Ready meals have traditionally been seen as the unhealthier option with more calories, fat, salt and sugar. But as consumers lead even busier lives, convenience has become more important than ever. And one trend at the forefront of this move, is healthy on the go options.
Here, we explore how exactly food manufacturers are changing up their processes to meet consumer demand and empower the on the go lifestyle.
One key factor in these new healthy alternatives has been replacing those ingredients with higher percentages of fat, sugar, salt and calories. For example, cheese is high in both saturated fat and salt. Whilst it is a common ingredient, it’s not needed in every recipe, so some factories have removed it altogether. Others have instead switched the type of cheese, so the meal is healthier, but still has flavour.
Reducing salt has also been a core part of improving ready meals. Artificial trans fats are now rarely found in the dishes, and manufacturers are more frequently opting for organic, 100% natural ingredients. In some situations, food manufacturers may produce an entirely different product altogether to create a healthier meal. For example, there was a Dragons’ Den success story in Kirsty’s, which has a focus on healthy chilled ready meals.
It’s not just a case of putting healthier ingredients in ready meals – consumers need to know what’s in them too. Food manufacturers are actioning this by providing clear packaging both on the products and online.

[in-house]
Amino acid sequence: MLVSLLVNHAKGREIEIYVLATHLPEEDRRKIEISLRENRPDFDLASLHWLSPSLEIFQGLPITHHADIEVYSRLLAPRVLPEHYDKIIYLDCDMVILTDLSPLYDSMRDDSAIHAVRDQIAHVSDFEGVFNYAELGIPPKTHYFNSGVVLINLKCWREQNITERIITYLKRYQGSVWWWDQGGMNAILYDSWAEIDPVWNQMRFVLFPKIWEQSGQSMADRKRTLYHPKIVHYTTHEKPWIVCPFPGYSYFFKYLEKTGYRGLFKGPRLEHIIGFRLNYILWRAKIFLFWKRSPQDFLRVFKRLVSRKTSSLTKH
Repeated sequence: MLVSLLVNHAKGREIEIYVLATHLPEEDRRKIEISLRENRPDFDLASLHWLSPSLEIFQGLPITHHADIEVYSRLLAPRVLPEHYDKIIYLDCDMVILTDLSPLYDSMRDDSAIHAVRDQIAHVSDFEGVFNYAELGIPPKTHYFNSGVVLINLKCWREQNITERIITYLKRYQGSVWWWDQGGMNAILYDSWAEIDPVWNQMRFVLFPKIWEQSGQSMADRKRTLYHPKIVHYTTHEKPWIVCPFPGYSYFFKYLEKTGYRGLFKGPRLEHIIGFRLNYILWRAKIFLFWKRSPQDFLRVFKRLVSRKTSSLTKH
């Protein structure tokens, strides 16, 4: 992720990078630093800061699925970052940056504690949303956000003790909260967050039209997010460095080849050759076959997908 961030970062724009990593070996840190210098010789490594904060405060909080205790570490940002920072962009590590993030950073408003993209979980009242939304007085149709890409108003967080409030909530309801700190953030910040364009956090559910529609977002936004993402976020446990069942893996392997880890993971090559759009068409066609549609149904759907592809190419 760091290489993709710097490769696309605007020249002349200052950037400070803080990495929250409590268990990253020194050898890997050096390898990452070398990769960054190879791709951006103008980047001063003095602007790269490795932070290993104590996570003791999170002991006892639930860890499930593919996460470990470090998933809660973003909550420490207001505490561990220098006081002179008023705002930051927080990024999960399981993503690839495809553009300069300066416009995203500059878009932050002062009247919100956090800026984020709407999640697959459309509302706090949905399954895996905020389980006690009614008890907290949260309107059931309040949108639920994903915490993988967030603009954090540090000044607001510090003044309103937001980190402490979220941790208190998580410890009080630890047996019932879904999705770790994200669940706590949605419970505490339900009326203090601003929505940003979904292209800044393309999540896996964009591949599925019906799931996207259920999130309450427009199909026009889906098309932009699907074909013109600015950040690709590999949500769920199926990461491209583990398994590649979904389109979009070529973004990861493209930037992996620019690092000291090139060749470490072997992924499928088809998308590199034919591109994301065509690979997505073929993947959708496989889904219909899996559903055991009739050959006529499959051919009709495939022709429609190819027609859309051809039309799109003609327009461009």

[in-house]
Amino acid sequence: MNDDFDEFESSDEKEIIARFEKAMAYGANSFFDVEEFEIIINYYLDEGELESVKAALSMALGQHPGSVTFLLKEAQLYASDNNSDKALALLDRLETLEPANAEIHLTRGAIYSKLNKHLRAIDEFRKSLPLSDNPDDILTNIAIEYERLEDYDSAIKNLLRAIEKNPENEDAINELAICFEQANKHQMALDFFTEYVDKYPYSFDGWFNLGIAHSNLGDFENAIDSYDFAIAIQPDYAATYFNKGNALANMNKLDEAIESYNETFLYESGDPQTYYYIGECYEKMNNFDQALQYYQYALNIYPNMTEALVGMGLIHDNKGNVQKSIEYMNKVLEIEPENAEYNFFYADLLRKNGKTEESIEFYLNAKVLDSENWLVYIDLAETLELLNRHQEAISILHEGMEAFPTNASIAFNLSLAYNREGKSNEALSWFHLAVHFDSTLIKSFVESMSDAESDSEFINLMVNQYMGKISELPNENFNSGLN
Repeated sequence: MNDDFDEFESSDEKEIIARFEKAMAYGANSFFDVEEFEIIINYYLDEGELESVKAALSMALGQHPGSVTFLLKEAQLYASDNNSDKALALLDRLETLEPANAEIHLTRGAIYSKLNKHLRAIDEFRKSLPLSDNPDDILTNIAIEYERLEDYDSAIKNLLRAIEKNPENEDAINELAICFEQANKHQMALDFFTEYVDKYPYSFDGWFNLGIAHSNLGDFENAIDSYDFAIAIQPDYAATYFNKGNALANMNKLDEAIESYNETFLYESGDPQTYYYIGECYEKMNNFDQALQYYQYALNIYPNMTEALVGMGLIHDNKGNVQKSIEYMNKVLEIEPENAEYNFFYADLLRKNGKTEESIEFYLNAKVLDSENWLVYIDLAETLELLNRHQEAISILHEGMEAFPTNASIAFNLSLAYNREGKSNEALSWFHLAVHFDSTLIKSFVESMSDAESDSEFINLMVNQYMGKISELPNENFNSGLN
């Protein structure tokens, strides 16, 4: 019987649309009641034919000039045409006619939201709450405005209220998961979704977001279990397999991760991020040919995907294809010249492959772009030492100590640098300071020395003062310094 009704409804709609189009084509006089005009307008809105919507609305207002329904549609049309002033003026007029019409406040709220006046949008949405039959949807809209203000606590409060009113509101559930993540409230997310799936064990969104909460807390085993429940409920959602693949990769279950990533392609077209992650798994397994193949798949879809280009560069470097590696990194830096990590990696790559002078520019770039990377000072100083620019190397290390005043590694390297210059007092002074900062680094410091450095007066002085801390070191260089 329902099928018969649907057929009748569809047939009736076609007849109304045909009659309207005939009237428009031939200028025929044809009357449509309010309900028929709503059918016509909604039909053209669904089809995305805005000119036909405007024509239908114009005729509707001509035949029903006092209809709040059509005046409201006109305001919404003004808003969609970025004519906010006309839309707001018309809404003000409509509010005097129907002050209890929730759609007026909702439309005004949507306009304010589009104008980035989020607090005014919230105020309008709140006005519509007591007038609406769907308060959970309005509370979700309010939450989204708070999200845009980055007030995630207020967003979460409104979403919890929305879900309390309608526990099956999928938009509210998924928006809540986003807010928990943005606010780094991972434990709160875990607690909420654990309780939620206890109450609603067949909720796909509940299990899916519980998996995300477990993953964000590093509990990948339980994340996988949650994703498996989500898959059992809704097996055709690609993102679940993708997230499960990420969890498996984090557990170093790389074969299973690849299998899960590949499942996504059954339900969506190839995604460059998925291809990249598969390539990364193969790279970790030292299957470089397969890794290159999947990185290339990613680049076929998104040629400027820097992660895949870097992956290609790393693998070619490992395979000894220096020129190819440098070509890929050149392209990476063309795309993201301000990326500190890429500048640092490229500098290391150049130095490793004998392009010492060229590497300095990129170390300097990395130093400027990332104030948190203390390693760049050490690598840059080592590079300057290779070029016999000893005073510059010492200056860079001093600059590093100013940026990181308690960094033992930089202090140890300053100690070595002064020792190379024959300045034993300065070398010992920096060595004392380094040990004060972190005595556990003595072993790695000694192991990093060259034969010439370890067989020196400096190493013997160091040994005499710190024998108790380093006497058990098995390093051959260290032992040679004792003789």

This has another benefit too – putting consumers with allergens first. It can also clearly display when a product is vegan or vegetarian. Both of these are increasing in popularity, as is being a ‘flexitarian’. As meat is higher in calories, and are present in 77% of ready meals, many organisations are now providing vegetable alternatives and other sources of protein, such as lentils.
Whilst there’s certainly been progress in recent years, manufacturers could still be doing more to make ready meals healthier. For example, meals low in calories aren’t always nutritious if ingredients are being cut. Consumers may choose them because of the lower numbers, but they still need to provide the necessities in terms of nutritional value.
It’s also important to have responsible marketing – not just meeting UK advertising regulations but being honest so consumers can make healthier decisions. While technology is playing a large part in the process, the right personnel will be crucial. Hiring specialists is necessary – especially in those candidate-short markets like packaging.
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